Price Of Late-Model Performance
I always get this question from one of my performance colleagues in the industry: Why do I always write about early small-blocks and TH350 transmissions? He believes that the '60s through '90s are dead and gone and all we should be writing about is LS-based engines with electronic everything. I keep telling him that I answer the questions sent to me, and he keeps scratching his head!
This week I dove headlong into late-model performance by getting a screaming deal on a brand-new GM Performance Parts '07 6.2L L92 Gen IV small-block crate engine, completely dressed with the front accessory drives, exhaust manifold, truck EFI manifold with electronic throttle body, and ignition coils and wiring. I purchased this engine to modify and install in our '80 Malibu wagon race car to step it up in bracket mode and hopefully run 10.90 Super Street. With the proper camshaft, an Edelbrock Victor Jr. manifold, an 850 Holley, an MSD 6LS ignition controller, and good headers, the engine should make around 580 hp on pump gas. This will get us down to about 10.70s at 124 mph in our 3,300-pound wagon.
This all sounds great doesn't it? Sure, until I researched the rest of the components I'll need to dress the engine and do the swap! Every time I wrote down another part and ran the price through my friendly mail-order performance store, I was coming up with $300 here and $400 there. I plan on making the engine mounts myself, and if I have to I will make the headers myself. However, when you look for a pan, manifold, ignition, SFI damper, electric water pump, LS2 starter, camshaft, and adjustable valvetrain, it all starts to add up.
One of the reasons we continue to hang on to our original small-blocks is the availability of inexpensive parts out there. We pick up parts from one of our friends, swap meets, manufacturers selling off the older stock at ripping deals. As long as money is tight out there, we're going to have our early small-blocks for years to come.
I'm very excited about this engine swap and the minimal changes to get a completely stock engine to make this kind of power. I love the looks on people's faces when they peer under the hoods of our cars, wondering how they can run so fast with so little modifications. I'm sure hoping this will be another one. I guess I better put in a little overtime to pay for the swap!
Q My 18-year-old son drives a '55 Chevy Pro Street Car with a 540 big-block with a 4L80E trans. We do some bracket racing, and it has run 11.10 at 126 mph. Well, going through Tech, they have you rev the engine up to 3,000 rpm, then idle, then shut the electrical cutoff switch-but it didn't shut the car off. I run a one-wire, 100-amp alternator with the one wire going into the car to positive distribution block and the battery mounted in the trunk. When we race, I run a wire to the switch from alternator and disconnect the wire into the car's distribution block. The car will then shut off. With it set up this way, it won't charge the battery or keep systems running, right? Would different wiring or going to a 140-amp alternator help?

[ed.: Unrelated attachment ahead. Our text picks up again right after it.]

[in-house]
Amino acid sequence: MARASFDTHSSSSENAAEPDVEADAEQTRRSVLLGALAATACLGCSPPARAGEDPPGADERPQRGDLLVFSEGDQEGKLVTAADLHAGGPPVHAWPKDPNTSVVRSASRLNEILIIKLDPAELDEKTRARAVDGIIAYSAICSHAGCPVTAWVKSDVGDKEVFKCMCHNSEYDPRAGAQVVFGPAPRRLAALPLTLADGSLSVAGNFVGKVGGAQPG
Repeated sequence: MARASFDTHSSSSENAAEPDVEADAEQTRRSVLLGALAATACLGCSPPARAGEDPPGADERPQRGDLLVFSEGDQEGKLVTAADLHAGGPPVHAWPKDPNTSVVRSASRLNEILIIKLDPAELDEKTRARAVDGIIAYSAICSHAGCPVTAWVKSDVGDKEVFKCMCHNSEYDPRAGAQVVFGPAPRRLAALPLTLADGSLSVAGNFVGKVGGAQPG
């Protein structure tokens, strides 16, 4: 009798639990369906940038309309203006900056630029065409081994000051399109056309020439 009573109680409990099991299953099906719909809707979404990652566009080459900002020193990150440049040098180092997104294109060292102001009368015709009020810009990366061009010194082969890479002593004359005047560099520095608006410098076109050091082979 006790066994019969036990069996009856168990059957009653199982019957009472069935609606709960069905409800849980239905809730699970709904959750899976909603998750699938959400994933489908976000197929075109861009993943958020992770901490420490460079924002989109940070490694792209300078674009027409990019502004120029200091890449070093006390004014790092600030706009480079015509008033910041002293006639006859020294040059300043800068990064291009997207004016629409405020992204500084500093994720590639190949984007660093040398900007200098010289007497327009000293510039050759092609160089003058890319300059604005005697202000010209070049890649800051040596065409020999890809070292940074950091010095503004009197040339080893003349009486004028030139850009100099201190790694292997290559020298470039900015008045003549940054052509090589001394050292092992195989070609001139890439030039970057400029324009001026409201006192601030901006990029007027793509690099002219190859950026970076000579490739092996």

A You have found the problem fitting within the letter of the law in the NHRA rulebook. The only way to prevent the engine from running on is to isolate the alternator from the power feeds to your accessories. You've done this by running the alternator power wire to the battery side of the battery shutoff switch. By the rules, when you shut off the main battery shutoff switch, it is to kill all power in the car. The heavy-gauge wire running up the car to the alternator is still hot. Even though the engine dies when you cut off the switch, with it wired this way the alternator is charging the battery when the engine is running. The alternator is always connected to the battery.
When I wire in a remote mounted battery and shutoff switch, I will run a fine-stranded 6- to 8-gauge wire from the battery to the charging lug on the back of the alternator. For protection, I will run an 8- to 10-gauge fusible link at the battery. This smaller-gauge fusible link will melt if the main feed wire to the alternator gets to ground. This will prevent fires and problems in case of an accident.
This is the best I've come up with for the "All Kill" shutdown rule with the battery shutoff switches. This will keep the tech man happy and protect your car in case of mishap. Enjoy racing your very cool '55!